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Barbara Fabian Baird, pioneer CC HIV/AIDS nurse researcher, dies 

 Barbara Baird and Dr. Anthony Fauci

Barbara Baird with NIAID Director Dr. Anthony Fauci at the 1999 NIAID Director’s Annual Report and Awards Ceremony. She received the award "for outstanding contributions to the intramural HIV clinical research program" of the Nursing Study Coordinator Group (DIR). The inscription on the photo reads: "Barbara: Congratulations on all of the wonderful work that you have done. Good luck in future endeavors. Warmly, Tony Fauci."

Barbara Fabian Baird, a Clinical Center nurse who was among the first to treat patients with HIV/AIDS, died August 7 at age 69 after hospitalization for a brief illness.

Baird supported and conducted ground-breaking research that eventually led to the identification and treatment of HIV/AIDS. At a time when nurse researchers were uncommon, Barbara cared for terminally ill patients, collected and stored biologic specimens, gathered and processed data, co-authored scientific papers, and traveled around the country teaching other nurses how to care for AIDS patients. She was a pioneer in developing the role of study coordinator and case manager.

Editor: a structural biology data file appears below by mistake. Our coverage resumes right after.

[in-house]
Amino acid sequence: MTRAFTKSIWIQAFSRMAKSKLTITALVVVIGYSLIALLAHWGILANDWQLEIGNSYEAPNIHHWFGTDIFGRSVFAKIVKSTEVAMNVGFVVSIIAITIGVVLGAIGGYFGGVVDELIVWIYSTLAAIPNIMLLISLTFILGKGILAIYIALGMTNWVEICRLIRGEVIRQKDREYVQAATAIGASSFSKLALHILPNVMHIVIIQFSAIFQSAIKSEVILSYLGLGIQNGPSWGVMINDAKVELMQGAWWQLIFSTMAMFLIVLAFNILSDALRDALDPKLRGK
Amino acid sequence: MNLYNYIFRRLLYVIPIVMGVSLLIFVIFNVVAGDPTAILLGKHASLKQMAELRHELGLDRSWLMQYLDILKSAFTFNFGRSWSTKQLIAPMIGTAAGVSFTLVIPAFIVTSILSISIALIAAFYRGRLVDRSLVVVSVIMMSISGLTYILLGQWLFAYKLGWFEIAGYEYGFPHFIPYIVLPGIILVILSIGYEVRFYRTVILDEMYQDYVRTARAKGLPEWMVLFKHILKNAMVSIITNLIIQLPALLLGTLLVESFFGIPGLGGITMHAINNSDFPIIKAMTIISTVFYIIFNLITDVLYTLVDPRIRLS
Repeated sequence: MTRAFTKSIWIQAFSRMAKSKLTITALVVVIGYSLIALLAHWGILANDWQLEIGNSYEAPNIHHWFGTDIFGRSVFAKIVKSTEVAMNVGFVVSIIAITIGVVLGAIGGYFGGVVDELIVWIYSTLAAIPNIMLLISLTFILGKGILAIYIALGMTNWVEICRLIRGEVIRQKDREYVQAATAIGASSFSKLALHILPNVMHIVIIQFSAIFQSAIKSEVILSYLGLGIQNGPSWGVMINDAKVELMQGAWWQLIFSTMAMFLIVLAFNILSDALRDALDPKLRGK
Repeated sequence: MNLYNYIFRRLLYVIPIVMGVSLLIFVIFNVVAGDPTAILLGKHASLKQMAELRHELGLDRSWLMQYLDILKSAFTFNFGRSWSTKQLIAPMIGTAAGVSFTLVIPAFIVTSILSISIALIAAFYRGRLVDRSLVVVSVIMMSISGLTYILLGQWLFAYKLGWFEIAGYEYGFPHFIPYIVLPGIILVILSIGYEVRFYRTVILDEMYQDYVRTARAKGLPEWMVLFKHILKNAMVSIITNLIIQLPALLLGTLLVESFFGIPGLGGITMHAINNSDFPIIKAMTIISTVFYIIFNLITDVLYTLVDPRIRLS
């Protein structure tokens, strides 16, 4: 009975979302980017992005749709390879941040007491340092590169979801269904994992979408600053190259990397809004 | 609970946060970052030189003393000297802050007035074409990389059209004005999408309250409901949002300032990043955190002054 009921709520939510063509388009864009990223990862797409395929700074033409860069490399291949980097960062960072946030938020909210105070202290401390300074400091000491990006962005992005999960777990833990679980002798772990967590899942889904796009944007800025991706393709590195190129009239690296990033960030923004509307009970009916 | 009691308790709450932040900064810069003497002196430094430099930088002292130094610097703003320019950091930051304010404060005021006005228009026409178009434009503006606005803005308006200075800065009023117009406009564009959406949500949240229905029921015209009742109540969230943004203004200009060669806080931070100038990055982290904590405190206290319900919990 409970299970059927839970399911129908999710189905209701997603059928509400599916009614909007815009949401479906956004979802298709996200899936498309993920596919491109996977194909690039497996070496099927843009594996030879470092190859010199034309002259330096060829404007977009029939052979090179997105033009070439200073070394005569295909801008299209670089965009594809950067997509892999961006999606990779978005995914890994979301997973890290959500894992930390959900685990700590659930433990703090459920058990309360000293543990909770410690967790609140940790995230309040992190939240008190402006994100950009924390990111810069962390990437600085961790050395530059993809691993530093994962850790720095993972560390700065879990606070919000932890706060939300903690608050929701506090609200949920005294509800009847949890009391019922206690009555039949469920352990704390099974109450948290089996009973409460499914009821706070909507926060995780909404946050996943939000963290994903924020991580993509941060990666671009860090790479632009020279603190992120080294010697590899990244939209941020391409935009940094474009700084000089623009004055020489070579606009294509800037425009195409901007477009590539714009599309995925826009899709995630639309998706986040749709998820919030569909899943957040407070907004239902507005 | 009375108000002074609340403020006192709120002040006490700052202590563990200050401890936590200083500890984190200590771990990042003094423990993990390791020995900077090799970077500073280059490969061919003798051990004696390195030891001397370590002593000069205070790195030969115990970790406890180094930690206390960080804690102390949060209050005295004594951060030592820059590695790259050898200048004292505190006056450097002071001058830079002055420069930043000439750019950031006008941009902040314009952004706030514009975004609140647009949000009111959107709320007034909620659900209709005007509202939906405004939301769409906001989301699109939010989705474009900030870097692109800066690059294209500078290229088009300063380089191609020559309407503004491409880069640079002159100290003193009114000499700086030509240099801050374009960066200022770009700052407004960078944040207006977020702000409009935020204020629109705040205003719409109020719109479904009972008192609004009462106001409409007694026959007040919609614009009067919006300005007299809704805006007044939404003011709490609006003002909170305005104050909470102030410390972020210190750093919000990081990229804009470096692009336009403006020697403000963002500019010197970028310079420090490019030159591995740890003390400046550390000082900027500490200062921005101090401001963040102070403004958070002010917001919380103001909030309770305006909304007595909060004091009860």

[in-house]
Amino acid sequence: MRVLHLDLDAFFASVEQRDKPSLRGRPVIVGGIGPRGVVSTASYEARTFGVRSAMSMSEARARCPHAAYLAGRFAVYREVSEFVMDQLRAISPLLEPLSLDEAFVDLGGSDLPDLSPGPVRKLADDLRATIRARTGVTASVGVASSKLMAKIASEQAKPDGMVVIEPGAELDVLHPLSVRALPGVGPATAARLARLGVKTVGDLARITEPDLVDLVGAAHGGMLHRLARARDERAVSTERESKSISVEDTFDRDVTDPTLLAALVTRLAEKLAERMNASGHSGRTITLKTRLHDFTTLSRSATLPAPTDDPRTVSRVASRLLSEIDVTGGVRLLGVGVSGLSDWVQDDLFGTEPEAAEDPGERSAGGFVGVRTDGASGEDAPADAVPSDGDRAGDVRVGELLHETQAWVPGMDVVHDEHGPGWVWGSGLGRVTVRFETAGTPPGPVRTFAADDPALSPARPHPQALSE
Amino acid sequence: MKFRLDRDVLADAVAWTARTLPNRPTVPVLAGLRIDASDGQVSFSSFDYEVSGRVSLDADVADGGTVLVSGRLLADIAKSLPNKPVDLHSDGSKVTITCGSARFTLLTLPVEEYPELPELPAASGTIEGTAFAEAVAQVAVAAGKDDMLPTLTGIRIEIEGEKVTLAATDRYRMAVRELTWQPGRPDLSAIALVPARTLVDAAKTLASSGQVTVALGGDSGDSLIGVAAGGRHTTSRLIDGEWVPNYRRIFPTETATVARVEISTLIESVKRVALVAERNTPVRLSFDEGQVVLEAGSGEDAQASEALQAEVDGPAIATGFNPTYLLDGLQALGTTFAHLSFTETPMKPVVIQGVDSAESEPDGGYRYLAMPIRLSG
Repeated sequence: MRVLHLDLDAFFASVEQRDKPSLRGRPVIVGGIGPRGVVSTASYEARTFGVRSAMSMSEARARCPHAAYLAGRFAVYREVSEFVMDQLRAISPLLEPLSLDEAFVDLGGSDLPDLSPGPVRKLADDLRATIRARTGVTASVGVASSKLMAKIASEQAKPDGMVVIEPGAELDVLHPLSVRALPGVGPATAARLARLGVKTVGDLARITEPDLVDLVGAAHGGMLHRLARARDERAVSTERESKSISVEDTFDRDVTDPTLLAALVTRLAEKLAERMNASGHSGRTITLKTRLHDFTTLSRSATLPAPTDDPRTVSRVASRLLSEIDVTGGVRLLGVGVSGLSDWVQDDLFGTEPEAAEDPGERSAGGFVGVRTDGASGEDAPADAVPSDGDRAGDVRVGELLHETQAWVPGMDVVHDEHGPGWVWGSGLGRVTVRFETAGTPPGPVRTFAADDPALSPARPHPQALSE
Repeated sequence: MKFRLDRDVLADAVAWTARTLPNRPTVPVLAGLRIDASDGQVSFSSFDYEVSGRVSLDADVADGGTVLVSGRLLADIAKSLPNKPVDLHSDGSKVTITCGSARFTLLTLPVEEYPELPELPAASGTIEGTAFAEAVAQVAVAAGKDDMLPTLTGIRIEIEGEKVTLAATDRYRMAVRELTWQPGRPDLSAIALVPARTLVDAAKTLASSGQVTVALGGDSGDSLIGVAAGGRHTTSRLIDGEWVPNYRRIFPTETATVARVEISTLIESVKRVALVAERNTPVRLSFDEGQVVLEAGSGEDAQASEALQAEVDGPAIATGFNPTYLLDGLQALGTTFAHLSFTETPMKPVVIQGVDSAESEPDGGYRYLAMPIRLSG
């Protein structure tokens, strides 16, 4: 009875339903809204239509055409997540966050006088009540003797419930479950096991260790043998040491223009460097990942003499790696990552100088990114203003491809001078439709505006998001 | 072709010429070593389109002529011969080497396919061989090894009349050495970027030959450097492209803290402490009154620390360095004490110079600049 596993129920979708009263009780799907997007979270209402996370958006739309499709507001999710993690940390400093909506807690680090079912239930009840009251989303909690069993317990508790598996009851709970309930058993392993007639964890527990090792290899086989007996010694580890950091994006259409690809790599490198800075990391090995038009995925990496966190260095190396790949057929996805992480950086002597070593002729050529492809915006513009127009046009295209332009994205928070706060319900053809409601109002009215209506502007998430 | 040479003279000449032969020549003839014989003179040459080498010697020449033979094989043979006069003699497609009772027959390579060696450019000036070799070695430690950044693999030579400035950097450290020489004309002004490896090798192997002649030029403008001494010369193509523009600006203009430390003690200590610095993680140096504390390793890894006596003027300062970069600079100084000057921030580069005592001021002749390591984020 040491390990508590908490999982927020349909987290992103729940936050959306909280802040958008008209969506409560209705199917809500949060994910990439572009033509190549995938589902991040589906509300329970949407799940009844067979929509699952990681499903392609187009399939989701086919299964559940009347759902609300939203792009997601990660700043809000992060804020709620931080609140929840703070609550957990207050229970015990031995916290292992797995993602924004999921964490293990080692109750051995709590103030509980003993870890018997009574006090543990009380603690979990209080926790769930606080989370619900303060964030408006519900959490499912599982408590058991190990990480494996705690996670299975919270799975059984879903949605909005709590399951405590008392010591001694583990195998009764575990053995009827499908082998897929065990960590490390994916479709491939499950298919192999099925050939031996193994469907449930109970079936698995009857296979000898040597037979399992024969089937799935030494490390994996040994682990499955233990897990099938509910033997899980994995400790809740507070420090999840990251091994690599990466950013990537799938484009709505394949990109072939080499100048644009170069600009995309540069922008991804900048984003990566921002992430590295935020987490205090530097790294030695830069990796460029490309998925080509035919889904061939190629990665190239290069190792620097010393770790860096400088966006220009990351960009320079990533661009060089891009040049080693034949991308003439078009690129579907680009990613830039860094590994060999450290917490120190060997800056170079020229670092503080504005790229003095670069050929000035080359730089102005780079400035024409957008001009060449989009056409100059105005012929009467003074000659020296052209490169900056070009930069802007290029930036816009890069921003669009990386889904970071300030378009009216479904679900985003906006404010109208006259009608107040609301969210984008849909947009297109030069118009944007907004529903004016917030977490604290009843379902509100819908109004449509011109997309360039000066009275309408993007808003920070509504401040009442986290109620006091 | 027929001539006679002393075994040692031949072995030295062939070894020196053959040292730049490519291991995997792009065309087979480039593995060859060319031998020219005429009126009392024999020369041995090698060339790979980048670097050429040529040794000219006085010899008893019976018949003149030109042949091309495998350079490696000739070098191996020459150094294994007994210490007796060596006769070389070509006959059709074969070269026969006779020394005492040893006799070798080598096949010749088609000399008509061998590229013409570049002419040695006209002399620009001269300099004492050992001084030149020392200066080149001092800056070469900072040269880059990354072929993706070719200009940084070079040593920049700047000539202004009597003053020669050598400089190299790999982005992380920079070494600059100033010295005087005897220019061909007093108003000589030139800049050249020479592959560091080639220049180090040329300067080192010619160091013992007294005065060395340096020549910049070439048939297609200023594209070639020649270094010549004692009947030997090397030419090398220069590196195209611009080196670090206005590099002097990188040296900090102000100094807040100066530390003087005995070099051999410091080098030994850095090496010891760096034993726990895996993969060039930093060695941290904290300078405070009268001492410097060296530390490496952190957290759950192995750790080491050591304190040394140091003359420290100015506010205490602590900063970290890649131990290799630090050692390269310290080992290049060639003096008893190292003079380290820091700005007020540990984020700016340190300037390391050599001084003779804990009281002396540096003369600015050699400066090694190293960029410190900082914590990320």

Originally from Charleroi, Pa., Baird later settled in the Washington, D.C., area to raise her family. She graduated from George Mason University with a Bachelor of Science in nursing in 1979 and a Master of Arts in communication from the University of Oklahoma in 1994. She came to NIH in March 1981 after hearing from a patient how impressed he was with the care and research conducted at the CC. Baird started as a staff nurse on OP11 East, the unit for patients with immune disorders and infectious diseases.

In NIH’s oral history project, "In Their Own Words: NIH Researchers Recall the Early Days of AIDS," Baird described the challenges of treating patients with unexplained immune dysfunction when they started to appear in the winter of 1981, including helping physicians develop specific infectious disease guidelines, collecting information without knowing if it would later indicate something meaningful, and managing the "overwhelming" fear of some staff without stigmatizing or isolating patients any more than they already were. According to Baird, she "just fell into" her work with HIV/AIDS, saying it "offered an opportunity at a particular time. I was right there, and I wanted to take advantage of the opportunity to learn about a new disease."